It is always exciting for me to make a new restaurant discovery in Montreal. While Chez Delmo ( has actually been around for some time, I had never stepped in there until recently. Dinner turned out to be one fabulous experience!

Located at 275 Notre Dame Ouest, near the heart of Old Montreal, Chez Delmo has gone through several incarnations since first opening in 1932. Five years ago Benoît Dessureault and Adam Bornell, who had previously worked in the print-media advertising business, did what any serious customers of a good restaurant would – they bought Chez Delmo. Unquestionably, they were the right men for the job as the restaurant has been booming ever since.

Cehz Delmo

The vintage Chez Delmo sign in front of the restaurant.

We took an 8 pm reservation on a busy Saturday night when there are two sittings, the first beginning at 5:30 pm. There is evening valet parking for $15, which is no higher than the nearby lots. Cars are parked in an indoor garage. We were shown to a nice window side table. Our server Shannon first offered us some drinks, recommending the 75. This mix of champagne, raspberry and sage was a perfect way to start the evening off.

Chez Delmo is known as a French restaurant specializing in fish and seafood and I must say they really know how to do it right. We took some time to study the excellent menu, first taking aim at the starters and appetizers. I began with a mixed salad, accompanied by some cherry tomatoes and some dynamite house dressing while the other order turned out to be an endive salad which resulted in a huge thumbs up. They also offer a cheese plate, fried calamari, shrimp cocktail, crab cakes, caviar, soups and clam chowder among others.

We next shared the salmon tartare, with coriander and capers, with some pieces of melba toast which enabled us to taste the dish as a spread. Then came the oysters, guaranteed to be available in season. We ordered 12 of them, with two different sauces to try. Last summer, while on vacation, we came upon a number of restaurants with oysters and fell in love with this delicacy. At Chez Delmo, they were out of this world. While six each should have been plenty, when I ate my last one I was still craving for more.

For the main course we had a hard time choosing. Shannon helped us out by describing first the Dover sole – an item which is not readily available at most Montreal restaurants. Brought in from Holland, the fish is prepared meunière (in a skillet), deboned as four filets and accompanied by a small pitcher of brown butter on the side. We shared the fish, which cut so easily and melted in our mouths. This definitely must be considered one of their staple dishes. It came with some mashed potatoes and vegetables.

We also saved room to share a 1.75 pound lobster. It was grilled and the chef was nice enough to agree to our request for it to be cut up as much as possible in order for the lobster meat to be pulled out, allowing us to avoid the cracking of the shells. It came with rice pilaf and vegetables. This may have been some of the best lobster I have tasted in a long time. It is served Bellevue, poached, grilled, in salad, and bisque as well as Newburg and Thermidor style.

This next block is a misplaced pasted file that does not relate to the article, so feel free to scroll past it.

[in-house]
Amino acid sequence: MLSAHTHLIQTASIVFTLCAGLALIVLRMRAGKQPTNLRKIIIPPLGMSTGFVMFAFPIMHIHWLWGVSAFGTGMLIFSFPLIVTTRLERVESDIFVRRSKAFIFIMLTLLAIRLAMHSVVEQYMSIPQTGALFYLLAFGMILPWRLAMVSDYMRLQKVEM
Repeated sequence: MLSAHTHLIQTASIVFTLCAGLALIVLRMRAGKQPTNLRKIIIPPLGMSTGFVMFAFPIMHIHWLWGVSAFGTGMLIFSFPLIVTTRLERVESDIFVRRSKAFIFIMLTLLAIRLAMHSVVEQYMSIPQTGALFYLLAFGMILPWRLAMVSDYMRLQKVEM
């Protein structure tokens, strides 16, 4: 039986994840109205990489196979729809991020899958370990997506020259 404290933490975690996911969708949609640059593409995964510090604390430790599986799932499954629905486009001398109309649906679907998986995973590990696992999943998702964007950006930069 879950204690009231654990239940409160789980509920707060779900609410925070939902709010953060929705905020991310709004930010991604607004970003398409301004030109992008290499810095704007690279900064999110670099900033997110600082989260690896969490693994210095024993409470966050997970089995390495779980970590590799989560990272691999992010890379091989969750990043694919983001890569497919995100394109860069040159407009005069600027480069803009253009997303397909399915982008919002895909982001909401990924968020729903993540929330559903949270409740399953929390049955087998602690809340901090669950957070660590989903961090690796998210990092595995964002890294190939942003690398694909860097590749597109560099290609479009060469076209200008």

Chex Delmo

Dover Sole is a signature Chez Delmo dish

There are plenty of other items I have circled for our next visit. The seafood platter, served cold, consists of lobster, six oysters, four shrimps, scallop ceviche and Alaskan king crab. There is Arctic char, Atlantic salmon, cod, walleye, halibut, mussels, scallops, grilled scampi, a lobster club sandwich, frogs legs and fish and chips. In the meat department, you can choose from the rack of lamb, been tab angus, duck leg confit, filet mignon and steak. They also have some pasta items. Yes, we did save room for dessert and shared the fondant au chocolat, composed of a small chocolate cake with crunchy rind and mellow filling that is served hot with vanilla ice cream on a plate.

Chez Delmo has an à la carte dinner, table d’hôte, lunch menu and an extensive wine list. Dessureault said that French white wine remains the favorite among clients, particularly among the lunch crowd.

A bit of history. Chez Delmo originally opened in 1910 as a private English gentlemen’s club. In 1964 restaurateur Roland Perisset assumed ownership and began referring to regulars as Delmonians. When Perisset decided to retire in 2004, the restaurant’s manager Simon Desjeans, bought the establishment and relocated it across the street to the current spot. The Holder brothers (as in Brasserie Holder) took over next in 2007 and shortened the name to Delmo. It was not a successful investment and closed a year later.

Dessureault and Bornell stepped up to the plate in 2011, reopened and even found the old vintage Chez Delmo sign to hang in front as well as some original bar stools. Artist Carlito Dalceggio was commissioned to create some murals.

The restaurant can accommodate 60 diners and 20 more at the bar.

Chez Delmo is open Monday to Friday from 11:30 a.m. to 10 p.m. and Saturday from 5:30 p.m. to 10:30 p.m. and closed on Sunday. For reservations call 514-288-4288, e-mail [email protected]  or log on to

Related Posts